1. Create a Contentful account: Head over to https://www.contentful.com/, click “Try it for free”, and enter your new account information. When prompted with “How do you usually work with content?”, choose “I develop content-rich products”, and then “Skip” the tutorial.

2. Create a “space” for your content: Content in Contenful is organized in folders that hold content of a certain type or for a certain purpose called “spaces”. If you are interested in the details, read more about spaces here. To create a space, navigate to the top left of the screen, open the dropdown menu, and click “+ Add Space”. Choose the “Free” space and name it “Vehicles”. When prompted, choose to create an “Empty” space, we will build it together.

3. Add a “Content Model”: Just like in programming, a “model” describes the fields each piece of content will have, you can think of it as a class defintion. For example, we will create a “Car” content model which specifies that cars we enter into our website will have a year, make, model, description, and price. Navigate to “Content Model” in the top navigation bar and click “Add Content Type”. Use the UI to create a “Car” model and to add the following fields to it:

	 Year (Integer)
	 Make (Short Text)
	 Model (Short Text)
	 Description (Long Text)
	 Price (Integer)
	 Images (Images)

4. Add content: Now that we know what our car data should look like, let’s add some cars. Navigate over to “Content” in the top navbar and click “Add Car”. The point of using Contentful at all is that this step should be pretty self-explanatory to anyone. Add the needed data for any car and click “Publish”. Also, note that any images that you add are now available in the “Media” tab.

That’s it! These are the basics of adding data to Contentful. The best part is that if we want to take this data somewhere else in the future, we can just pull it out as JSON via the API and map it to a model in any language. Speaking of APIs, there’s one more step.

5. Get your API Keys: We will need a set of API keys to get Contentful data from our app. Go to the Settings dropdown in the top navbar and select API Keys. You will see an Example Key 1 key set. Keep this page open, we will need these keys soon.


Build the Angular App


Now let’s build the Angular app. If you have never built an Angular app on your system before, start with the pre-reqs here to get your system set up.

Open your favorite terminal, navigate to the directory where you want to create your app, and run:

ng new angular-contentful-demo

This will open several prompts:

? Would you like to add Angular routing? –> No

? Which stylesheet format would you like to use? –> CSS

After you make your choices, the Angular CLI will generate a basic Angular application for you. Navigate to your new app’s directory with cd angular-contentful-demo and run ng serve --open to see the application working in your default browser.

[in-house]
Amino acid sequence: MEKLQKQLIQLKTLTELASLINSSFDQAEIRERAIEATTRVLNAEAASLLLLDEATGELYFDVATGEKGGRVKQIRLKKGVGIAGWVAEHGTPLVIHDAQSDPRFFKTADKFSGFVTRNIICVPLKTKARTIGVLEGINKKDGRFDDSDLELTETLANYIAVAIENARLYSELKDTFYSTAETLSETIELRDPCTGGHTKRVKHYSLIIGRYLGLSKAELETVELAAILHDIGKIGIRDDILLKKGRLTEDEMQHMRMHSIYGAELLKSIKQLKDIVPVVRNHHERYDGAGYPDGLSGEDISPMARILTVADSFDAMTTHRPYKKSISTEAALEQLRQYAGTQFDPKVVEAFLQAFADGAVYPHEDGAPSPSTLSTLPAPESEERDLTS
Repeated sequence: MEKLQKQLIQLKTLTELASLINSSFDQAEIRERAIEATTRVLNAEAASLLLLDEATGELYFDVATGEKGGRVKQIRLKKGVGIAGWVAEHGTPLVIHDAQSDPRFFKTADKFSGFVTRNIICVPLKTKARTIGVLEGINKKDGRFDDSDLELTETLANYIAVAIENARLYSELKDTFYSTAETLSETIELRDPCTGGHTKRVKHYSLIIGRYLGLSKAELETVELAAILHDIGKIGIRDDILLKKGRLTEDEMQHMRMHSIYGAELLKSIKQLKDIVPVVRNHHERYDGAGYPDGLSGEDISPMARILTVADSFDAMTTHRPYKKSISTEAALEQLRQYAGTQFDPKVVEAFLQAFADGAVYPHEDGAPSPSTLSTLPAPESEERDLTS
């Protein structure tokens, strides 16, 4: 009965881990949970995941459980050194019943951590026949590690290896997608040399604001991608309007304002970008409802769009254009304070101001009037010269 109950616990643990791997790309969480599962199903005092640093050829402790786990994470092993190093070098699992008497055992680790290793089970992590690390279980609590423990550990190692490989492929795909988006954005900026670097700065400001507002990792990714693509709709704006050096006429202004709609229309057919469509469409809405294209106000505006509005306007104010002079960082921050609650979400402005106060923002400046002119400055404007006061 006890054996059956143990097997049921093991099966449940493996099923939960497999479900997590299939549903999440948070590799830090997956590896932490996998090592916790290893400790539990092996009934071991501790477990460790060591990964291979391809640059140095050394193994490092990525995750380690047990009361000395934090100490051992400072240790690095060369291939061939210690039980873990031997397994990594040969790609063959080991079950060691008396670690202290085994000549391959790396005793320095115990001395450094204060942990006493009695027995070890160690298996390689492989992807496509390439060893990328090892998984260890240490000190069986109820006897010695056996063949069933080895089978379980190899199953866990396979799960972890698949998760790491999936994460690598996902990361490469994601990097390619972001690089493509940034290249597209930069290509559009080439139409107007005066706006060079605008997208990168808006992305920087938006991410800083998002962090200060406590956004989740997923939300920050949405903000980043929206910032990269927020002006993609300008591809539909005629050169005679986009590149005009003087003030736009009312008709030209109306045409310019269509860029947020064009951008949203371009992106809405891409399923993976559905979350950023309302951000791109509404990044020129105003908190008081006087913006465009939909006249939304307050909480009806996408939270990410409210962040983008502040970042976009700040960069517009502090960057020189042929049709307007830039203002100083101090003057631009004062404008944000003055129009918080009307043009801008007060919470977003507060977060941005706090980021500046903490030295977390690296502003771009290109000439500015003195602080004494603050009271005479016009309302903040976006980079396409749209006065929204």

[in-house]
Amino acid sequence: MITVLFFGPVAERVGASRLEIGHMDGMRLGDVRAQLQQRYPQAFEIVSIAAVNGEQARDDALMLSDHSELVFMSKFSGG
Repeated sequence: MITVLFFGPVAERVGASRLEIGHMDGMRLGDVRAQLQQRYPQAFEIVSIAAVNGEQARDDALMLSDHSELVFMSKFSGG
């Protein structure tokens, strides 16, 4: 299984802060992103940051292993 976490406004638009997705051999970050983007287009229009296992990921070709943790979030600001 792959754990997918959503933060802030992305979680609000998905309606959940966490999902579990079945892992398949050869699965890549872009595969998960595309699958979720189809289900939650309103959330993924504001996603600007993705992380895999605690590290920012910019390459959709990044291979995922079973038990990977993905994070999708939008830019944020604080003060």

Run npm install contentful --save to add the Contentful npm package to your app. We will need to configure and use it to get data out of Contentful.

Now we will create a service to get data from Contentful for us, run the following command:

ng generate service contentful

Navigate to the newly created service file contentful.service.ts, and copy the following code:

import { Injectable } from '@angular/core';
import * as contentful from 'contentful';
import { Observable, from } from 'rxjs';
import { map } from 'rxjs/operators';

@Injectable({ providedIn: 'root' })
export class ContentfulService {

  private client = contentful.createClient({
    space: 'YOUR_SPACE_ID_HERE',
    accessToken: 'YOUR_ACCESS_TOKEN_HERE'
  });

  constructor() { }

  getContent(contentId): Observable<any> {
    const promise = this.client.getEntry(contentId);
    return from(promise)
      .pipe(
        map(entry => entry.fields)
      );
  }
}

In short, we import the Contentful library and add the dependencies we need to make asynchronous API calls. We then configure the Contentful library with our private API keys - replace the placeholders in the code above with the keys which you should have gotten in Step 5 of setting up Formio.

Now that we have the service we need to fetch data from Contentful, let’s get data for a car via the API and display it to the user. For the sake of simplicity, we will do this in app.component.ts. Copy the following code:

import { Component, OnInit } from '@angular/core';
import { Observable } from 'rxjs';
import { ContentfulService } from './contentful.service';

@Component({
  selector: 'app-root',
  templateUrl: './app.component.html',
  styleUrls: ['./app.component.css']
})

export class AppComponent implements OnInit {
  car: Observable<any>;

  constructor(private contentful: ContentfulService) {}

  ngOnInit() {
    this.car = this.contentful.getContent('YOUR_CAR_ENTRY_ID_HERE');
  }
}

All we do here is import the contentful service we created earlier and use it to get a particular car from the API via its id. To get an id for any piece of content in Contentful, navigate to the Content tab. In our case we want an id for a car, so click on the car you created earlier, click “Info” on the top right, and copy the ENTRY ID over YOUR_CAR_ENTRY_ID_HERE in the code above.

Finally, we need to display the car information once it’s loaded. We will show the car information on the main page of our app, so copy the code below over the contents of app.component.html:

<div *ngIf="car | async as loadedCar">
  <img src="https://i.ytimg.com/vi/CxuOX80SxAE/hqdefault.jpg"
       class="img-rounded"
       width="300px">

  <div>
    <h1>
      {{loadedCar.year}}
      {{ loadedCar.make }}
      {{loadedCar.model}}
    </h1>
    <h3>
      {{loadedCar.price | currency}}
    </h3>
    <p>
      {{loadedCar.description}}
    </p>
  </div>
</div>

If you stopped ng serve, run it again - you should now see the data about your car displayed on the page.

The purpose of this was to show you how easy it is to pull basic data from Contentful. In reality, you would likely be pulling all the cars from the API at the same time. If you are interested in more advanced applications, the Contentful team built an in-depth example app here.


Author image
Victor · Senior Software Developer

Victor graduated from the University of Cincinnati with a BBA in Finance and Accounting. He spent several years trying to automate his jobs and crypto-currency trading before moving into programming professionally. MongoDB, AngularJS, and Entity Framework are among his favorite technologies.